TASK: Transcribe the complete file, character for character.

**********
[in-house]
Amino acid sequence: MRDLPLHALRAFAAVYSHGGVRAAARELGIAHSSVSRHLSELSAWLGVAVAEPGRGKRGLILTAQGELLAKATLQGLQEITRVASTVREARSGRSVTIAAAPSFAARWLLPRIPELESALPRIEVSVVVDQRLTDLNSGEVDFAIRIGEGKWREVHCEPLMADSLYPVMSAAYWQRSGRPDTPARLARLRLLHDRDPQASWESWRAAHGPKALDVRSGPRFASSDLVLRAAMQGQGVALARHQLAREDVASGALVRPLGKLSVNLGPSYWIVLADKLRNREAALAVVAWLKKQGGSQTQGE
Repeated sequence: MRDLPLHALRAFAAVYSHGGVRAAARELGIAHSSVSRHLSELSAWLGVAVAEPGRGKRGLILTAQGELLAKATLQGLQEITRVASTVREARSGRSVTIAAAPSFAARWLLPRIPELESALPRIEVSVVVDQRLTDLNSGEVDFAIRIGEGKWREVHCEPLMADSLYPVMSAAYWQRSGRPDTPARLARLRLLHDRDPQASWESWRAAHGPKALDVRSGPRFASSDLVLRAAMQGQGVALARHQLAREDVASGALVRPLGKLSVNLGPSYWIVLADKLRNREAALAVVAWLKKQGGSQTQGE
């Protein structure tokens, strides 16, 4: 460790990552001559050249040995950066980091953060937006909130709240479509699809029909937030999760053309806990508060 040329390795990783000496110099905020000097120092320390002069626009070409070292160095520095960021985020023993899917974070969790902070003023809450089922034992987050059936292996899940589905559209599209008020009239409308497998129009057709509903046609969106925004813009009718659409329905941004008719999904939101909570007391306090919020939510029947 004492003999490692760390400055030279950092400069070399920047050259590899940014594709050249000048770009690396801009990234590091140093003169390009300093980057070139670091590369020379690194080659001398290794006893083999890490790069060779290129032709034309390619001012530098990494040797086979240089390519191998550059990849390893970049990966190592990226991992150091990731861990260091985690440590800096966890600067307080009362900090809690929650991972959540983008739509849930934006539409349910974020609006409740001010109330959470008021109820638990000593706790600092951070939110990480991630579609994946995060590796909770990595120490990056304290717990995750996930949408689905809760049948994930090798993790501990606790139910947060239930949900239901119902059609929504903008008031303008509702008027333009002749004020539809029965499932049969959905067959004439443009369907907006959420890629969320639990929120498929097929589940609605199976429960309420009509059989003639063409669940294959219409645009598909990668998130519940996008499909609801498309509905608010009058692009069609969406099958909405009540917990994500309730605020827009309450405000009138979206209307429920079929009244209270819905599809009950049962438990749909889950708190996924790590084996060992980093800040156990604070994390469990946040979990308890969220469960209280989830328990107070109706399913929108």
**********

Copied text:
[in-house]
Amino acid sequence: MRDLPLHALRAFAAVYSHGGVRAAARELGIAHSSVSRHLSELSAWLGVAVAEPGRGKRGLILTAQGELLAKATLQGLQEITRVASTVREARSGRSVTIAAAPSFAARWLLPRIPELESALPRIEVSVVVDQRLTDLNSGEVDFAIRIGEGKWREVHCEPLMADSLYPVMSAAYWQRSGRPDTPARLARLRLLHDRDPQASWESWRAAHGPKALDVRSGPRFASSDLVLRAAMQGQGVALARHQLAREDVASGALVRPLGKLSVNLGPSYWIVLADKLRNREAALAVVAWLKKQGGSQTQGE
Repeated sequence: MRDLPLHALRAFAAVYSHGGVRAAARELGIAHSSVSRHLSELSAWLGVAVAEPGRGKRGLILTAQGELLAKATLQGLQEITRVASTVREARSGRSVTIAAAPSFAARWLLPRIPELESALPRIEVSVVVDQRLTDLNSGEVDFAIRIGEGKWREVHCEPLMADSLYPVMSAAYWQRSGRPDTPARLARLRLLHDRDPQASWESWRAAHGPKALDVRSGPRFASSDLVLRAAMQGQGVALARHQLAREDVASGALVRPLGKLSVNLGPSYWIVLADKLRNREAALAVVAWLKKQGGSQTQGE
């Protein structure tokens, strides 16, 4: 460790990552001559050249040995950066980091953060937006909130709240479509699809029909937030999760053309806990508060 040329390795990783000496110099905020000097120092320390002069626009070409070292160095520095960021985020023993899917974070969790902070003023809450089922034992987050059936292996899940589905559209599209008020009239409308497998129009057709509903046609969106925004813009009718659409329905941004008719999904939101909570007391306090919020939510029947 004492003999490692760390400055030279950092400069070399920047050259590899940014594709050249000048770009690396801009990234590091140093003169390009300093980057070139670091590369020379690194080659001398290794006893083999890490790069060779290129032709034309390619001012530098990494040797086979240089390519191998550059990849390893970049990966190592990226991992150091990731861990260091985690440590800096966890600067307080009362900090809690929650991972959540983008739509849930934006539409349910974020609006409740001010109330959470008021109820638990000593706790600092951070939110990480991630579609994946995060590796909770990595120490990056304290717990995750996930949408689905809760049948994930090798993790501990606790139910947060239930949900239901119902059609929504903008008031303008509702008027333009002749004020539809029965499932049969959905067959004439443009369907907006959420890629969320639990929120498929097929589940609605199976429960309420009509059989003639063409669940294959219409645009598909990668998130519940996008499909609801498309509905608010009058692009069609969406099958909405009540917990994500309730605020827009309450405000009138979206209307429920079929009244209270819905599809009950049962438990749909889950708190996924790590084996060992980093800040156990604070994390469990946040979990308890969220469960209280989830328990107070109706399913929108």